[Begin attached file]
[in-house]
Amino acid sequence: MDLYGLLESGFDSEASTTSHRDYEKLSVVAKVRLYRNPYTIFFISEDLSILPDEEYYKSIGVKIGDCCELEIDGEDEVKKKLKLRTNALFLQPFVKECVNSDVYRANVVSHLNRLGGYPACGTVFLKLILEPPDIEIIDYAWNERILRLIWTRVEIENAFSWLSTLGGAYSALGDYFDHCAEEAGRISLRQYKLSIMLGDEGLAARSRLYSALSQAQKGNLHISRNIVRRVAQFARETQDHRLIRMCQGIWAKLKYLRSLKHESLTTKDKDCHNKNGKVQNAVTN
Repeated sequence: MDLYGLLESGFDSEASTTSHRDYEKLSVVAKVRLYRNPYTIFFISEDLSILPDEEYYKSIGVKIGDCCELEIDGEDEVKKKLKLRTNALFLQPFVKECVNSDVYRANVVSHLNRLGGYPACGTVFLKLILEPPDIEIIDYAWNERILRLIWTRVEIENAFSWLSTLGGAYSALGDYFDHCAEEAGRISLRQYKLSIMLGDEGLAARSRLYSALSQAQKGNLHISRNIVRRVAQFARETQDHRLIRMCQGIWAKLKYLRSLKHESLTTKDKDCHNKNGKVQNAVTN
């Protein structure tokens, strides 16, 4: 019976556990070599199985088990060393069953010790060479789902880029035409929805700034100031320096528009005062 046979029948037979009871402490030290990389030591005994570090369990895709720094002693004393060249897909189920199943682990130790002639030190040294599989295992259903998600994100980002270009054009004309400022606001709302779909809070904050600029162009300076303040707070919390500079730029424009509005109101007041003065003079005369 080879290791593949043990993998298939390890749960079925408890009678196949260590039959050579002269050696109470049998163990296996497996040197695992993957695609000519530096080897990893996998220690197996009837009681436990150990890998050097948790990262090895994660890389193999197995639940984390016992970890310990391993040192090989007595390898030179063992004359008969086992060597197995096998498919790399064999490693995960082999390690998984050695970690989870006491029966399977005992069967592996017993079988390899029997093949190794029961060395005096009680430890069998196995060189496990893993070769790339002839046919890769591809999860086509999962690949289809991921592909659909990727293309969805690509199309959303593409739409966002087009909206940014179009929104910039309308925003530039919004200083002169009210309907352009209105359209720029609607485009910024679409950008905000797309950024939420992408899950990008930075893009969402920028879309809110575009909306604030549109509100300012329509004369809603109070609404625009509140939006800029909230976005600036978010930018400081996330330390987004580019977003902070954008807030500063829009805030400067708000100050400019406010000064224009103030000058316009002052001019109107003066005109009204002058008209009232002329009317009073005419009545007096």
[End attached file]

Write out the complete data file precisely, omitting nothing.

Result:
[in-house]
Amino acid sequence: MDLYGLLESGFDSEASTTSHRDYEKLSVVAKVRLYRNPYTIFFISEDLSILPDEEYYKSIGVKIGDCCELEIDGEDEVKKKLKLRTNALFLQPFVKECVNSDVYRANVVSHLNRLGGYPACGTVFLKLILEPPDIEIIDYAWNERILRLIWTRVEIENAFSWLSTLGGAYSALGDYFDHCAEEAGRISLRQYKLSIMLGDEGLAARSRLYSALSQAQKGNLHISRNIVRRVAQFARETQDHRLIRMCQGIWAKLKYLRSLKHESLTTKDKDCHNKNGKVQNAVTN
Repeated sequence: MDLYGLLESGFDSEASTTSHRDYEKLSVVAKVRLYRNPYTIFFISEDLSILPDEEYYKSIGVKIGDCCELEIDGEDEVKKKLKLRTNALFLQPFVKECVNSDVYRANVVSHLNRLGGYPACGTVFLKLILEPPDIEIIDYAWNERILRLIWTRVEIENAFSWLSTLGGAYSALGDYFDHCAEEAGRISLRQYKLSIMLGDEGLAARSRLYSALSQAQKGNLHISRNIVRRVAQFARETQDHRLIRMCQGIWAKLKYLRSLKHESLTTKDKDCHNKNGKVQNAVTN
């Protein structure tokens, strides 16, 4: 019976556990070599199985088990060393069953010790060479789902880029035409929805700034100031320096528009005062 046979029948037979009871402490030290990389030591005994570090369990895709720094002693004393060249897909189920199943682990130790002639030190040294599989295992259903998600994100980002270009054009004309400022606001709302779909809070904050600029162009300076303040707070919390500079730029424009509005109101007041003065003079005369 080879290791593949043990993998298939390890749960079925408890009678196949260590039959050579002269050696109470049998163990296996497996040197695992993957695609000519530096080897990893996998220690197996009837009681436990150990890998050097948790990262090895994660890389193999197995639940984390016992970890310990391993040192090989007595390898030179063992004359008969086992060597197995096998498919790399064999490693995960082999390690998984050695970690989870006491029966399977005992069967592996017993079988390899029997093949190794029961060395005096009680430890069998196995060189496990893993070769790339002839046919890769591809999860086509999962690949289809991921592909659909990727293309969805690509199309959303593409739409966002087009909206940014179009929104910039309308925003530039919004200083002169009210309907352009209105359209720029609607485009910024679409950008905000797309950024939420992408899950990008930075893009969402920028879309809110575009909306604030549109509100300012329509004369809603109070609404625009509140939006800029909230976005600036978010930018400081996330330390987004580019977003902070954008807030500063829009805030400067708000100050400019406010000064224009103030000058316009002052001019109107003066005109009204002058008209009232002329009317009073005419009545007096």